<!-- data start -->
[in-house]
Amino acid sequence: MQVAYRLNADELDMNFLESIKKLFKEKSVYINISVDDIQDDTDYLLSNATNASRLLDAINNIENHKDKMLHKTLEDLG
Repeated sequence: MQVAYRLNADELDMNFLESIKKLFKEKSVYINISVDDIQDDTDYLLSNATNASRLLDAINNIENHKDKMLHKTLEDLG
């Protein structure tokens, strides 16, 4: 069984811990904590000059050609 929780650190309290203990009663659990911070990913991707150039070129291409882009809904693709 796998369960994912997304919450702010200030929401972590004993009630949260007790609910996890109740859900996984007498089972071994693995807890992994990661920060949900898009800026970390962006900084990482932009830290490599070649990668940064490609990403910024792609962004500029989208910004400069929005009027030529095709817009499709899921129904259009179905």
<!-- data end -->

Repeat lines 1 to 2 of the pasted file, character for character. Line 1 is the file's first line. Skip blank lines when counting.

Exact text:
[in-house]
Amino acid sequence: MQVAYRLNADELDMNFLESIKKLFKEKSVYINISVDDIQDDTDYLLSNATNASRLLDAINNIENHKDKMLHKTLEDLG